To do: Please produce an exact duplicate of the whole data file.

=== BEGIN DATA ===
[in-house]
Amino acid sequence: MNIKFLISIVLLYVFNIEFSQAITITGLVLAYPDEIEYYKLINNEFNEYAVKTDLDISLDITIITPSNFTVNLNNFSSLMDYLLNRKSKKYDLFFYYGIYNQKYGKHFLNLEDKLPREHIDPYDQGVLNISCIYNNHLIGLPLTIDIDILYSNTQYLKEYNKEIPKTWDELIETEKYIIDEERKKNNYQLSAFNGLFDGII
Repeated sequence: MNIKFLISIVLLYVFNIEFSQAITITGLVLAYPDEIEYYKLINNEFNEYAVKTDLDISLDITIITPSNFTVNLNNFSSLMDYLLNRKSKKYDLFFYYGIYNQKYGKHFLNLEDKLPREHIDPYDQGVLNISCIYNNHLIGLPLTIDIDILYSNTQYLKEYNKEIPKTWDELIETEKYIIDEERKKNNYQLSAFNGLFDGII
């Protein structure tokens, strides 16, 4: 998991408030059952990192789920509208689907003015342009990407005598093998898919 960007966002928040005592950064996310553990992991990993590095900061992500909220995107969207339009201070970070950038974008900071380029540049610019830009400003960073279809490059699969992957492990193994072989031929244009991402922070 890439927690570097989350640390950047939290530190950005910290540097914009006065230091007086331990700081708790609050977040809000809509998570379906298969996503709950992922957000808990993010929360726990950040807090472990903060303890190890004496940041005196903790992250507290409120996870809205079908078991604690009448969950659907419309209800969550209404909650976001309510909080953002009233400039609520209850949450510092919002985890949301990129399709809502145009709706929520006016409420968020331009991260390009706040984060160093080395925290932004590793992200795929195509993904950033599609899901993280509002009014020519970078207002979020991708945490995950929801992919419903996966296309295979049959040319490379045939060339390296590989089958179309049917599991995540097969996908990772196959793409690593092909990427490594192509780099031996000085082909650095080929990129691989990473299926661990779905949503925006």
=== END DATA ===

[in-house]
Amino acid sequence: MNIKFLISIVLLYVFNIEFSQAITITGLVLAYPDEIEYYKLINNEFNEYAVKTDLDISLDITIITPSNFTVNLNNFSSLMDYLLNRKSKKYDLFFYYGIYNQKYGKHFLNLEDKLPREHIDPYDQGVLNISCIYNNHLIGLPLTIDIDILYSNTQYLKEYNKEIPKTWDELIETEKYIIDEERKKNNYQLSAFNGLFDGII
Repeated sequence: MNIKFLISIVLLYVFNIEFSQAITITGLVLAYPDEIEYYKLINNEFNEYAVKTDLDISLDITIITPSNFTVNLNNFSSLMDYLLNRKSKKYDLFFYYGIYNQKYGKHFLNLEDKLPREHIDPYDQGVLNISCIYNNHLIGLPLTIDIDILYSNTQYLKEYNKEIPKTWDELIETEKYIIDEERKKNNYQLSAFNGLFDGII
């Protein structure tokens, strides 16, 4: 998991408030059952990192789920509208689907003015342009990407005598093998898919 960007966002928040005592950064996310553990992991990993590095900061992500909220995107969207339009201070970070950038974008900071380029540049610019830009400003960073279809490059699969992957492990193994072989031929244009991402922070 890439927690570097989350640390950047939290530190950005910290540097914009006065230091007086331990700081708790609050977040809000809509998570379906298969996503709950992922957000808990993010929360726990950040807090472990903060303890190890004496940041005196903790992250507290409120996870809205079908078991604690009448969950659907419309209800969550209404909650976001309510909080953002009233400039609520209850949450510092919002985890949301990129399709809502145009709706929520006016409420968020331009991260390009706040984060160093080395925290932004590793992200795929195509993904950033599609899901993280509002009014020519970078207002979020991708945490995950929801992919419903996966296309295979049959040319490379045939060339390296590989089958179309049917599991995540097969996908990772196959793409690593092909990427490594192509780099031996000085082909650095080929990129691989990473299926661990779905949503925006």